If you're in a dilemma, then Midnight in Paris may well be the one to watch, because it's got almost all of the hallmark Woody Allen ingredients, only more so. Owen Wilson gets the character that Allen would have played, if only he were still young enough, absolutely right. There's the set-piece argument with the Republican, the feelings of intellectual inferiority, the oppressive fiancée, the yet more oppressive mother-in-law to be, the romance that could have been so much more, and, finally, the pay-off, where Allen/Wilson meets the manic-pixie-dream-girl who perfectly fits his personality.

All of these are great things, but it's the involuntary time-travel riff which really makes this film hum. Allen has experimented with time travel before, of course, but in this film his alter-ego gets to meet more of his heroes than even Bill and Ted do in their extraordinary adventure.

This is a maturer film than many. In the earlier Allen, his main character's weaknesses are exposed and exploited, and the protagonist is so often left with only might-have-beens. Perhaps Manhattan Murder Mystery was the turning point, but this one takes it right to its conclusion. The extremely quirky quirks of fate lead Allen/Wilson not to his destruction, but to escape from a marriage which every viewer can see would not have worked, and from the parents-in-law from hell, to a fulfilling future as a confident, no longer neurotic writer who has found his muse.

Oh, and if you look carefully, that red-headed lawyer from Spiral is in the caste.

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The film opens with a lengthy jazz tune while showing us the splendor, romance, and fantasy of Paris to set the mood. Owen Wilson plays Gil, a role Woody Allen wrote for his alter-ego. He is a Hollywood hack writer wanting nothing more than to be a struggling novelist living in Paris in the 1920's. He is engaged to Inez (Rachel McAdams). Like Woody's other main characters, he recognizes when people are pretentious and pseudo-intellectuals such as Inez's friends. This is a running theme in his productions either in front of or behind the camera. Hint: If you couldn't understand why Allen is a genius from his other films, feel free to skip this one.

Gil desires to move to Paris. Inez is somewhat Republican and can't imagine living anywhere but the USA. One evening the two couples are out. Three of them want to go dancing while Gil does not. Instead he opts to take a nice leisurely stroll back to the hotel. Unfortunately he didn't drop any bread crumbs and like too many Americans in Paris he doesn't speak French so he can't ask for directions. (If you have ever been to Paris you know all those French can speak English, but won't because they enjoy watching us struggle with their language.)

Then at midnight...Allen creates a whole movie around one of his old stand up comedy bits come to be known as "The Lost Generation" which goes like this:

"I mentioned before that I was in Europe. It's not the first time that I was in Europe, I was in Europe many years ago with Ernest Hemingway. Hemingway had just written his first novel, and Gertrude Stein and I read it, and we said that is was a good novel, but not a great one, and that it needed some work, but it could be a fine book. And we laughed over it. Hemingway punched me in the mouth.

"That winter Picasso lived on the Rue d'Barque, and he had just painted a picture of a naked dental hygenist in the middle of the Gobi Desert. Gertrude Stein said it was a good picture, but not a great one, and I said it could be a fine picture. We laughed over it and Hemingway punched me in the mouth.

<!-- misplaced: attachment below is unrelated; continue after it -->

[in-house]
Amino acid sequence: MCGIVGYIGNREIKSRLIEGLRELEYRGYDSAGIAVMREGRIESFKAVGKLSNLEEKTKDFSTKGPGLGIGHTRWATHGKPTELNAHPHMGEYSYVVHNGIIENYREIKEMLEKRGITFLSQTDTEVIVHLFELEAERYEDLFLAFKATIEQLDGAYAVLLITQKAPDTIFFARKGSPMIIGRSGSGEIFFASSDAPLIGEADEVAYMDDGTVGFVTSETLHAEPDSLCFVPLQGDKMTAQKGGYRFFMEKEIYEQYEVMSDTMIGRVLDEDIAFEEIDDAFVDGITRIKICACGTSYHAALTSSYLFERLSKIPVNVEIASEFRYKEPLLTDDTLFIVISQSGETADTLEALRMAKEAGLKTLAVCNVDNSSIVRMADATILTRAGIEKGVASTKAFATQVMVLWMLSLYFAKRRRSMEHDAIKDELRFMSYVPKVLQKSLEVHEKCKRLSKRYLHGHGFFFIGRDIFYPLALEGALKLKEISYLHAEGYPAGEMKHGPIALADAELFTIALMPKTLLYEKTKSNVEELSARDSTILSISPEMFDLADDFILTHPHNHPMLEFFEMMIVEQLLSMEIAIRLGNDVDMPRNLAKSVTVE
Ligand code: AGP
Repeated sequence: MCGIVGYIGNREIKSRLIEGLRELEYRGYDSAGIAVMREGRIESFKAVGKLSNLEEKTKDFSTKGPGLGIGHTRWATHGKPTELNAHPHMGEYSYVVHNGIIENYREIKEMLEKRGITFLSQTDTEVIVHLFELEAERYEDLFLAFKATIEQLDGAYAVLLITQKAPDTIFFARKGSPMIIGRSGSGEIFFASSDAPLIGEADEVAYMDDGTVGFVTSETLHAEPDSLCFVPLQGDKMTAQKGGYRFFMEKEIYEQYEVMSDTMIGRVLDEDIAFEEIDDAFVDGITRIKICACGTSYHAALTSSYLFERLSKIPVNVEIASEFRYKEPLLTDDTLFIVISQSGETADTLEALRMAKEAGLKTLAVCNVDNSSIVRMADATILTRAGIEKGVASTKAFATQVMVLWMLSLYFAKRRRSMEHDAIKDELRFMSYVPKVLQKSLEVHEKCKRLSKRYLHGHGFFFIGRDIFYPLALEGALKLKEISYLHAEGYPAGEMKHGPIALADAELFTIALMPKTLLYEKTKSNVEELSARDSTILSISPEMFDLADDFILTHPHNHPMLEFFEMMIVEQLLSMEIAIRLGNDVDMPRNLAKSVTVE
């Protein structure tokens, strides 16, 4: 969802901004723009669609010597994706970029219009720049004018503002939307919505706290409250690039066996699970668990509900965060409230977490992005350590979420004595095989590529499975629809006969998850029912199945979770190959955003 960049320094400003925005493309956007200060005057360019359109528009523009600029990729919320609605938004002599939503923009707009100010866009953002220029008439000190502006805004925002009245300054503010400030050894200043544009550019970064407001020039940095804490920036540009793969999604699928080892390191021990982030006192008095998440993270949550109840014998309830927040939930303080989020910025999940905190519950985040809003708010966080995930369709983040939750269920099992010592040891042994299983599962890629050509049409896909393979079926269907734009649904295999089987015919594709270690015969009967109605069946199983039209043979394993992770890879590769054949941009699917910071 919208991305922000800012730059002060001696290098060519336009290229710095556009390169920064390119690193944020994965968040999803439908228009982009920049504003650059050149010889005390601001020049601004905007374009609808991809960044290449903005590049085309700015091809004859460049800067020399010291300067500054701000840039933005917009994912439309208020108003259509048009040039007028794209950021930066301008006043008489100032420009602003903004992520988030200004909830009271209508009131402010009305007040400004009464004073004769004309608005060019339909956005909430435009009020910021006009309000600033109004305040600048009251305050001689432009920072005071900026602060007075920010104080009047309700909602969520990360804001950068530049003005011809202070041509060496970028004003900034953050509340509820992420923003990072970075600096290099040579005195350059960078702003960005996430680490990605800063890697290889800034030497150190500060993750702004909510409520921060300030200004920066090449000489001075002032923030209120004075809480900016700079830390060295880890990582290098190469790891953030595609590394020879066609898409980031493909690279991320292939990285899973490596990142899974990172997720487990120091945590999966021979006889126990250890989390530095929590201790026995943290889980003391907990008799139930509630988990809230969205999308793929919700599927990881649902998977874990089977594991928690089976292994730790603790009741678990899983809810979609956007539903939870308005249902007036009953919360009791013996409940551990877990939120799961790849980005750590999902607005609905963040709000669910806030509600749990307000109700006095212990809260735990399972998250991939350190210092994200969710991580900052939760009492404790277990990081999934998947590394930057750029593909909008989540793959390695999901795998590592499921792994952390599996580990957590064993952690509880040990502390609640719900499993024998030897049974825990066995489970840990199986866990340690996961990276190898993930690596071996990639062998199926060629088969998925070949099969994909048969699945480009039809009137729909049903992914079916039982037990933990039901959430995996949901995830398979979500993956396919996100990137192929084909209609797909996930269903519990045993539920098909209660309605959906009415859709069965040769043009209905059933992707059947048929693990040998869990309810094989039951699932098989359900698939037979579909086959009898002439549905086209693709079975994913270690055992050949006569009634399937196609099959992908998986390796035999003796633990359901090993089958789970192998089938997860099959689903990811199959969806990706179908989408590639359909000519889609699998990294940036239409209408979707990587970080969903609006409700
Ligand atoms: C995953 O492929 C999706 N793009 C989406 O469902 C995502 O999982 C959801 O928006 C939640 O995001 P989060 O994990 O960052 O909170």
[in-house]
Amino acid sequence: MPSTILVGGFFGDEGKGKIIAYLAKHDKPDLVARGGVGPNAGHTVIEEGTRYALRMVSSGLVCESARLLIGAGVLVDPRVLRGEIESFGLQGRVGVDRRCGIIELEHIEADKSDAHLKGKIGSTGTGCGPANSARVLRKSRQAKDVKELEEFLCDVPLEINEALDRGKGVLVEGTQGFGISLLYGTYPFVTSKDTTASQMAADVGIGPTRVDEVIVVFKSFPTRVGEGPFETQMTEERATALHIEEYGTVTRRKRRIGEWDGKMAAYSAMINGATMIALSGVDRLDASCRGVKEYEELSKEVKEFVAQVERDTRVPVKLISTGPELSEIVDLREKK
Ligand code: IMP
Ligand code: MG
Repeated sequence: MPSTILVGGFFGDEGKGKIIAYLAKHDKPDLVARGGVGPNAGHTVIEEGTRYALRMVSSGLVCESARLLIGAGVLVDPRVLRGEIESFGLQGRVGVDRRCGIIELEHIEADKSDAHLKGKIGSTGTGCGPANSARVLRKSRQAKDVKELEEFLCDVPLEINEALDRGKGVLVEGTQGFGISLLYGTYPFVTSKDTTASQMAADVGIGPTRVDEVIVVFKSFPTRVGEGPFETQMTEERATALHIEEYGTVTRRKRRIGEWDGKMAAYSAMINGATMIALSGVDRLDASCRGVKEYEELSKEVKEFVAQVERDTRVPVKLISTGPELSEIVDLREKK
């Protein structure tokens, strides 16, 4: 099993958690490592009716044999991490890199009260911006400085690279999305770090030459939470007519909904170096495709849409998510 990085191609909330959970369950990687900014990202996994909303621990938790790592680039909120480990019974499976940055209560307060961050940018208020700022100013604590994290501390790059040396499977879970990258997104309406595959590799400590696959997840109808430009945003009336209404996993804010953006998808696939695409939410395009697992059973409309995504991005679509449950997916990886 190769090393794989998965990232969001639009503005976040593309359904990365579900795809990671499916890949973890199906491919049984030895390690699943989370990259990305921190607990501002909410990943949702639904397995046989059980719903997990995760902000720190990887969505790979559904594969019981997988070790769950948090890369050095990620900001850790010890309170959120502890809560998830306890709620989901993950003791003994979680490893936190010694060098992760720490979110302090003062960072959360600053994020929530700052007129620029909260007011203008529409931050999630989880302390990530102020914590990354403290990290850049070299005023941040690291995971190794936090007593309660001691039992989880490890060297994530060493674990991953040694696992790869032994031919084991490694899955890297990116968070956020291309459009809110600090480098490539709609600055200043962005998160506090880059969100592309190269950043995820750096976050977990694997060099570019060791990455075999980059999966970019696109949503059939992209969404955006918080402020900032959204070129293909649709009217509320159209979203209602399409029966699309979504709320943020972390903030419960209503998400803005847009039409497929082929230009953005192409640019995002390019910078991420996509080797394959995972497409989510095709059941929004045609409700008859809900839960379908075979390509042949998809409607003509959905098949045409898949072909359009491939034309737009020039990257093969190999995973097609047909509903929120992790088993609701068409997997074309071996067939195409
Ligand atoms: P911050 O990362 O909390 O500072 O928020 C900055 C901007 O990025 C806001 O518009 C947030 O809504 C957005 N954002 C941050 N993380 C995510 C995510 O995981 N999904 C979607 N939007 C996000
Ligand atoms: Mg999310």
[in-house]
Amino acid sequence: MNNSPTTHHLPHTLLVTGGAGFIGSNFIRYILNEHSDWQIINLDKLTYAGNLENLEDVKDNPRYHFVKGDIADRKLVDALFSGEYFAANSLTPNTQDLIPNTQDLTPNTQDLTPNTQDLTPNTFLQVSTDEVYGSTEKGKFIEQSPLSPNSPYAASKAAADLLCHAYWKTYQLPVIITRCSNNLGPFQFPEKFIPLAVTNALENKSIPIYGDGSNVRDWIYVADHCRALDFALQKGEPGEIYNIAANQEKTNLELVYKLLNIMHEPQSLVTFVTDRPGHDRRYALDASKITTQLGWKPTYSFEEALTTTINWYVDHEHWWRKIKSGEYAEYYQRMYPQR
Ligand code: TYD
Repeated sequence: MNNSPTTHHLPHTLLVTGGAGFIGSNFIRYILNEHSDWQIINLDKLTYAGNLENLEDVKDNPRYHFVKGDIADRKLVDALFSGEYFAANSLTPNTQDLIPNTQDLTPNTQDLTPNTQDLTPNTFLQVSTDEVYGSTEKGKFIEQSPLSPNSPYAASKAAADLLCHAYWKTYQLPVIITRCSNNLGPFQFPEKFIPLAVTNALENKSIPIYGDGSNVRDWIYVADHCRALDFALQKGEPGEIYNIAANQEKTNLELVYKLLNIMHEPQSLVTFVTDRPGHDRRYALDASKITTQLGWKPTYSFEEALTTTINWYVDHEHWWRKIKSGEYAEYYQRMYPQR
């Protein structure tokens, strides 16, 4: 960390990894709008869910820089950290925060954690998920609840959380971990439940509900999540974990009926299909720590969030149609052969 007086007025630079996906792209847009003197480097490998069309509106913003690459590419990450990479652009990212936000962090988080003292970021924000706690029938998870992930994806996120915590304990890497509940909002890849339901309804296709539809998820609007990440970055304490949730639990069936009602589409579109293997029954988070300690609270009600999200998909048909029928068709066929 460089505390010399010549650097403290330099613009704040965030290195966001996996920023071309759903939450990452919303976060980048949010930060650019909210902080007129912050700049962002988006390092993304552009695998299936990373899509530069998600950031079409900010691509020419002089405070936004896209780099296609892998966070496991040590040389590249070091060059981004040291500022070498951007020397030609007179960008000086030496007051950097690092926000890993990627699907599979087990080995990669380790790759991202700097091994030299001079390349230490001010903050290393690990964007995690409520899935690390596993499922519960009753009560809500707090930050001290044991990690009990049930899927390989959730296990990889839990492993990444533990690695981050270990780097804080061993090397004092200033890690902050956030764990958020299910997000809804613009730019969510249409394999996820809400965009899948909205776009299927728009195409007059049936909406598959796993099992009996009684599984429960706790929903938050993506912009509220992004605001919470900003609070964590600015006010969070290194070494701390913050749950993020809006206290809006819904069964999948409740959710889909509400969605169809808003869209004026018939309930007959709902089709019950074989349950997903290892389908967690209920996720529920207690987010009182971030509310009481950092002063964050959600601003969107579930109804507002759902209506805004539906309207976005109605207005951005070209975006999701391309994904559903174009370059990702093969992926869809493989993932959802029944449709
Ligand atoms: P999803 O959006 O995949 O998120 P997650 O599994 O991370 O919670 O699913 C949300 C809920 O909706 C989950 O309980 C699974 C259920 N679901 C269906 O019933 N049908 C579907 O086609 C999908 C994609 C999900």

"Francis Scott and Zelda Fitzgerald came home from their wild new years eve party. It was April. Scott had just written Great Expectations, and Gertrude Stein and I read it, and we said it was a good book, but there was no need to have written it, 'cause Charles Dickens had already written it. We laughed over it, and Hemingway punched me in the mouth.

"That winter we went to Spain to see Manolete fight, and he was... looked to be eighteen, and Gertrude Stein said no, he was nineteen, but that he only looked eighteen, and I said sometimes a boy of eighteen will look nineteen, whereas other times a nineteen year old can easily look eighteen. That's the way it is with a true Spaniard. We laughed over that and Gertrude Stein punched me in the mouth."

Light, funny, entertaining...a romantic comedy by a stretch of the definition.
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on 21 January 2013
Woody Allen's latest film is a beautiful and amusing homage to Paris in the 1920s. It follows Gil (Owen Wilson) and his fiancée Inez (Rachel McAdams) on their holiday in Paris. Both Wilson and McAdams played their parts fantastically: McAdams plays a beautiful and spoilt, all-American blonde who is exasperated by Gil's romantic and fantastical musings and Wilson plays a whimsical Hollywood script writer,who is desperate to escape America and move to Paris to become a successful novelist.

Wilson plays the Woody Allen protagonist wonderfully, capturing Allen's signature neurotic intelligence without becoming a cheap imitation of his acting. From the outset is it obvious the two characters are a mismatch and Gil soon leaves Inez' company to go on solitary late-night walks through Paris. As the clock strikes midnight, a vintage car pulls up and he is transported back to his favourite era, the 1920s. He meets all the major artists of the period: the Fitzgerald's have fantastic energy and Allen's depictions of Ernest Hemingway and Salvador Dali are hilarious.

I loved the lavish and indulgent, nostalgic celebration of the 1920's complete with jazz music, beautiful dresses and wild partying. Marion Cottilard, the 'art-groupy', loved by Hemingway and Picasso is beautiful and captivating, perfectly suited to the glamour of the 1920s. The shots of the cobbled streets of Paris in the dusky street-lit darkness are stunning: the film is a touching and beautiful musing on time, nostalgia and love and you cannot help but follow in Gil's footsteps and fall in love with the city in this beautiful and inspiring film.
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It is probably ill adviced to take midnight walks in Paris. Our Hero in Midnight in Paris does it all the same. He is, literally, blue eyed and spontaneous, and we immediately love him. Rather like romantic heroes from two centuries ago, he finds himself in a crisis: he suffers anxiety attacks, and questions his decision to marry.